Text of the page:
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Cannabis Culture

The History of High Times Magazine

The History of High Times

Right around the time President Nixon declared the war on drugs, stating that they were public enemy number one, in the streets of New York, a new magazine took to the shelves. Considered the greatest counter-culture publication of all time, at its peak it reached 4 million readers a month and grossed 5 million dollars a year. This magazine was called “High Times”  and has been around for nearly 50 years! 

Who created High Times magazine?

Tom Forcade created High Times magazine. He graduated from Utah University with a degree in business administration. He joined the air force for a brief period, but was ultimately discharged. Using skills he learned while in the air force, he trafficked drugs from Mexico to Colombia and used the proceeds to form a hippie commune and the underground magazine called Orpheus – essentially the predecessor to High Times. After this experience, he decided to move to New York where he became famous for starting the very first High Times magazine in 1974. 

In order to launch the publication, Forcade rented a ballroom at the National Boutique in 1973. More than a hundred drug paraphernalia companies were featured, along with a promotional flier that included a long list of article ideas. After considering titles like “National Weed,” they decided the magazine would be called High Times.

How quickly did High Times get popular?

The very first cover featured a woman eating a mushroom. Interestingly, this mushrooms as the non-psychedelic variety that they had bought at a supermarket in an effort to be unthreatening and upbeat. The modest print run of 10,000 copies sold out immediately. Since High Times was issued quarterly, there was a three-month long wait in between issues. 

Meanwhile, they printed another 10,000 issues which also sold out immediately, then another 15,000. They upped the print run for the second issue to 25,000 issues, and when that sold out, printed another 25,000. For the third print run, they printed 50,000 copies. For the fourth, 100,000 and then 150,000. By its fifth publication, High Times was a national phenomenon. 

What did High Times report on?

High Times went far beyond its mandate to just report on drugs. They were a viable news operation that had over 200 radio stations linked to them. They were feeding daily reports into these radio stations. High Times played an important role in unveiling the dangers to soldiers in Vietnam through exposure to Agent Orange. No one had heard of Agent Orange, but once its use as a defoliant in Vietnam was exposed in High Times, Vietnam veterans initiated an ultimately successful suit against the government. 

The United States was spraying cannabis fields in Mexico with a product called paraquat, and mixed it with another herbicide called 2-4D, which together created Agent Orange. It was just one of a series of heavy duty chemicals the U.S. military used in Southeast Asia called rainbow herbicides. Some 20 million gallons were sprayed on jungles in Southeast Asia between the period of 1962 to 1971. As a result, many soldiers who fought in the Vietnam war were affected by Agent Orange. High Times helped to expose this scandal.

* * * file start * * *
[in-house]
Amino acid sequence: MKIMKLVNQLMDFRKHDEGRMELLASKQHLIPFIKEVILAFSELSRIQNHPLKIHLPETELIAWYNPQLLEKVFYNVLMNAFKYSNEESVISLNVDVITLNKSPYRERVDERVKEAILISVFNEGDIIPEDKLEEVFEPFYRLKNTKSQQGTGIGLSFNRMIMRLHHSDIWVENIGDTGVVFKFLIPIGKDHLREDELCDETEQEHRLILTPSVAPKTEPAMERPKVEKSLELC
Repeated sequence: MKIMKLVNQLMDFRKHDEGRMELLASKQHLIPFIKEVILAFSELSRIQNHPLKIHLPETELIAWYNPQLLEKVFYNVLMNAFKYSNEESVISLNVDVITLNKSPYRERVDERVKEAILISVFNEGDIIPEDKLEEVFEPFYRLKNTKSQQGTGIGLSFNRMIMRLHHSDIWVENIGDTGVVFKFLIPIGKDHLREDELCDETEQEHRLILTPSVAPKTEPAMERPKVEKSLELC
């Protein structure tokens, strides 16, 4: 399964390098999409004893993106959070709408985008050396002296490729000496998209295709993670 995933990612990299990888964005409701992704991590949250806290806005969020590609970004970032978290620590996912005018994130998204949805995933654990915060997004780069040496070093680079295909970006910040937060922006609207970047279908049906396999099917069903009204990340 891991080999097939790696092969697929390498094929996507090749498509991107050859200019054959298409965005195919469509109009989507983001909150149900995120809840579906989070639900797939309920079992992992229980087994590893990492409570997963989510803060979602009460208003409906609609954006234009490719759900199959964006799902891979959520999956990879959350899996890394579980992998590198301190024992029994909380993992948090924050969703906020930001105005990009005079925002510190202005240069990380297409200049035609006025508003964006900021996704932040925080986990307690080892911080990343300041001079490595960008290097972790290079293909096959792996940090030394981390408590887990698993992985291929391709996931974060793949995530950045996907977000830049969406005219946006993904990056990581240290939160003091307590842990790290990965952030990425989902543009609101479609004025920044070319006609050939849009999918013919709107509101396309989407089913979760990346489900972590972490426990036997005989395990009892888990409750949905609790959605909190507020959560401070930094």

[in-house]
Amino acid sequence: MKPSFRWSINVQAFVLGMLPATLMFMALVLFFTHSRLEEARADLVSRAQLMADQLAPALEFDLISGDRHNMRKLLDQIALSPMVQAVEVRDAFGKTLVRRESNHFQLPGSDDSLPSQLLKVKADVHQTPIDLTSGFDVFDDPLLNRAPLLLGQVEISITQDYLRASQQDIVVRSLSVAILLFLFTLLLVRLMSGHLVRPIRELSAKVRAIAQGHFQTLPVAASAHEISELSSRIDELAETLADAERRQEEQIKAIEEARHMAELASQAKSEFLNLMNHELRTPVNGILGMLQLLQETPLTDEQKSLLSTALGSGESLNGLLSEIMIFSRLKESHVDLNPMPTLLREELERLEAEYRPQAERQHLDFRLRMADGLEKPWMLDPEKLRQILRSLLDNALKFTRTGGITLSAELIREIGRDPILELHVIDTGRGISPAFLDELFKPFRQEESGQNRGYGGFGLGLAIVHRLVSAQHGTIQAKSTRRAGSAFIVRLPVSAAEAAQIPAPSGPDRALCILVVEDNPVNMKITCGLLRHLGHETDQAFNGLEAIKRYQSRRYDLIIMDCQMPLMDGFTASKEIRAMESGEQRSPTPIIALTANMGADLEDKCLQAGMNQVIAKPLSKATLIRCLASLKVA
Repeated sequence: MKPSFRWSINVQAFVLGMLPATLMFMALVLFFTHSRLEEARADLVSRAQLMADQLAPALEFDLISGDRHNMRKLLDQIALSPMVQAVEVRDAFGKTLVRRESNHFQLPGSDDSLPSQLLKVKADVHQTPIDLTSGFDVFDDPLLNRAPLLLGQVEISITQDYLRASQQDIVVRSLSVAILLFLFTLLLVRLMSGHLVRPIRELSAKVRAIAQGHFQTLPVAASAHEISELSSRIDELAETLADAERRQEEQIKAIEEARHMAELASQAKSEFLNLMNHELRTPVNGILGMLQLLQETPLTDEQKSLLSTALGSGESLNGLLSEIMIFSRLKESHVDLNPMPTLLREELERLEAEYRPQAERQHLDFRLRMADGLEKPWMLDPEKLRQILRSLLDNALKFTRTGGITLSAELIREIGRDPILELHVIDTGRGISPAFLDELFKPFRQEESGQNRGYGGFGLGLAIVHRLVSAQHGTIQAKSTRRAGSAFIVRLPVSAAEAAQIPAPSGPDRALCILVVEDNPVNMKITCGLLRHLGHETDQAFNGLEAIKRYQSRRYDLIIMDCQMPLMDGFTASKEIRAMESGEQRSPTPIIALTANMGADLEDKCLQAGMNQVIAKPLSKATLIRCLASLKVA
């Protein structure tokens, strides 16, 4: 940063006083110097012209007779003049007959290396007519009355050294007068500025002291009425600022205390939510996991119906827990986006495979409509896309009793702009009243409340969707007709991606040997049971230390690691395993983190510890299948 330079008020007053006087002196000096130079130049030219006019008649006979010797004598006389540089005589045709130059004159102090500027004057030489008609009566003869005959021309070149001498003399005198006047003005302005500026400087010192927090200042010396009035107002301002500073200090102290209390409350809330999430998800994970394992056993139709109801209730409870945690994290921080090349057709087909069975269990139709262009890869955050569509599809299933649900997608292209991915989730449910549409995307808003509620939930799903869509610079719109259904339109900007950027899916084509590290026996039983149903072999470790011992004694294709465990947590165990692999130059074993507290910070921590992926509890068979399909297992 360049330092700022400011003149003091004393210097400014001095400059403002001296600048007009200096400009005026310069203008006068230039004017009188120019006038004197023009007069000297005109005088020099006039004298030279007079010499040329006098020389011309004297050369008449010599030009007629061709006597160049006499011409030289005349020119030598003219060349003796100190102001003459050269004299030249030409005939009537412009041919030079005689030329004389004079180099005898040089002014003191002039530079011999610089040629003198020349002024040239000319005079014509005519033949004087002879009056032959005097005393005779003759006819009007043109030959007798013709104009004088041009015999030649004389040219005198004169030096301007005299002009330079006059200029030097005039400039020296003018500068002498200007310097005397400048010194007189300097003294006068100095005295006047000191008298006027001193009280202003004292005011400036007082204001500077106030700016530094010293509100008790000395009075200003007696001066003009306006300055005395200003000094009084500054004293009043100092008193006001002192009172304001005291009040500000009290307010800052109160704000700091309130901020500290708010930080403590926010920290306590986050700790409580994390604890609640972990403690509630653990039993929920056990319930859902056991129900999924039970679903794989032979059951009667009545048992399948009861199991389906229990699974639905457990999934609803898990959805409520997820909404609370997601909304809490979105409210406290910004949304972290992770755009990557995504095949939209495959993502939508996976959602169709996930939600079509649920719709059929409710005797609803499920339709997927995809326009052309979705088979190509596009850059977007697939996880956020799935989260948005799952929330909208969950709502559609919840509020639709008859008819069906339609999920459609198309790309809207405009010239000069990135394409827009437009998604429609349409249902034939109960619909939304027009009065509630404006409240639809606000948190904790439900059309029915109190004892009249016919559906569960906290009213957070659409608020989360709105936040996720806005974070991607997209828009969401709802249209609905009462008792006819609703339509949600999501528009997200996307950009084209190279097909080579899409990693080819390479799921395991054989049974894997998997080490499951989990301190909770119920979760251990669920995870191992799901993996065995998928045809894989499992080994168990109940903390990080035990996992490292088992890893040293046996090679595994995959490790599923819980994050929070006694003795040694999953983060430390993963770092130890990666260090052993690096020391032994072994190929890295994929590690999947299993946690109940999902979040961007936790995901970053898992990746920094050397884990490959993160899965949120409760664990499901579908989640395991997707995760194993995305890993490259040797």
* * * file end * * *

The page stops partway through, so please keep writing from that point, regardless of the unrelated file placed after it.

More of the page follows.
Did Tom Forcade keep running High Times?

As the years went on, Forcade never took a salary from High Times. He was a rich man, because his drug activities were going even better than his publishing business. All High Times profits went to fund other projects. There’s even a story that tells of Forcade giving the founder of NORMAL, the National Organization for the Reform of Marijuana Laws, $10,000 to keep the company from going under. 

In Forcade’s later years, he suffered from depression and ultimately passed away from a self-inflicted gunshot wound in 1978. In his will, the High Times founder had left stock to NORMAL. Another clause stipulated that in the year 2000, employees who had been on staff for at least 10 years would inherit some of the money he had leftover but this never happened. 

Has High Times always been successful?

High Times has rescued itself from the brink of bankruptcy several times. It is still around today, so in a way, it has been quite successful – though not equally at every time throughout its publication. 

Did High Times magazine have any other impact on the world of cannabis?

One of the best events and ideas that High Times magazine had was the creation of the Cannabis Cup. Starting in the 1980s in Amsterdam, a collection of cannabis breeders came together in one location and celebrated cannabis at a never-before-seen level. There were many different strains available from many different growers. It was the Mecca of cannabis culture. Following the relaxing of cannabis laws in the U.S., High Times magazine began to host the Cannabis Cup stateside. 

Many big names have come out of High Times magazine. For example, Ed Rosenthal was one of the original authors for the magazine. High Times has also played an instrumental role in legalization in terms of spreading awareness of cannabis. 

How has High Times magazine changed over the years?

As the company changed hands from family owners to independents, the focus on the mission of spreading awareness and encouraging change has been diluted somewhat. There was a time when High Times magazine was a counter-culture publication that stood for the people. The same can’t be said for it today. Like many companies, as time has gone on it has focused more on profit and less on being a good employer or exposing injustice.

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